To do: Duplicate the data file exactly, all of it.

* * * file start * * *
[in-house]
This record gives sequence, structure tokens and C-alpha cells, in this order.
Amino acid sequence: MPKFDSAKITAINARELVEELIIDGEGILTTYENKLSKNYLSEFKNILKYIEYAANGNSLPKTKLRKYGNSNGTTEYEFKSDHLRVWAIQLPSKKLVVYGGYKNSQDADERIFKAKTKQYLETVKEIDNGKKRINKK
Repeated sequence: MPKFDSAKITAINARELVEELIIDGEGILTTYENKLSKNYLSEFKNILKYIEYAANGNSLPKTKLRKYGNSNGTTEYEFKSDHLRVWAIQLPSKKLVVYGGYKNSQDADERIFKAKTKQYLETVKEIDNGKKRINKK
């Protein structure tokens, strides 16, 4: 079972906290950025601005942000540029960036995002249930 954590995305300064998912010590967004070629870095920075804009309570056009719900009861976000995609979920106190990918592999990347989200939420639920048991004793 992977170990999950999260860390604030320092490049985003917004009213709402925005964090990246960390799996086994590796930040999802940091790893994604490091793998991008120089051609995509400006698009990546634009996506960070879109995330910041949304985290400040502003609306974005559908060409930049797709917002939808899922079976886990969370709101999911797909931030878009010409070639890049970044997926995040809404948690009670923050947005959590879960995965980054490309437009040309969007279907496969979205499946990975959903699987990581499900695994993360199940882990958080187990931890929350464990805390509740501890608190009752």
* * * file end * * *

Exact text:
[in-house]
This record gives sequence, structure tokens and C-alpha cells, in this order.
Amino acid sequence: MPKFDSAKITAINARELVEELIIDGEGILTTYENKLSKNYLSEFKNILKYIEYAANGNSLPKTKLRKYGNSNGTTEYEFKSDHLRVWAIQLPSKKLVVYGGYKNSQDADERIFKAKTKQYLETVKEIDNGKKRINKK
Repeated sequence: MPKFDSAKITAINARELVEELIIDGEGILTTYENKLSKNYLSEFKNILKYIEYAANGNSLPKTKLRKYGNSNGTTEYEFKSDHLRVWAIQLPSKKLVVYGGYKNSQDADERIFKAKTKQYLETVKEIDNGKKRINKK
């Protein structure tokens, strides 16, 4: 079972906290950025601005942000540029960036995002249930 954590995305300064998912010590967004070629870095920075804009309570056009719900009861976000995609979920106190990918592999990347989200939420639920048991004793 992977170990999950999260860390604030320092490049985003917004009213709402925005964090990246960390799996086994590796930040999802940091790893994604490091793998991008120089051609995509400006698009990546634009996506960070879109995330910041949304985290400040502003609306974005559908060409930049797709917002939808899922079976886990969370709101999911797909931030878009010409070639890049970044997926995040809404948690009670923050947005959590879960995965980054490309437009040309969007279907496969979205499946990975959903699987990581499900695994993360199940882990958080187990931890929350464990805390509740501890608190009752």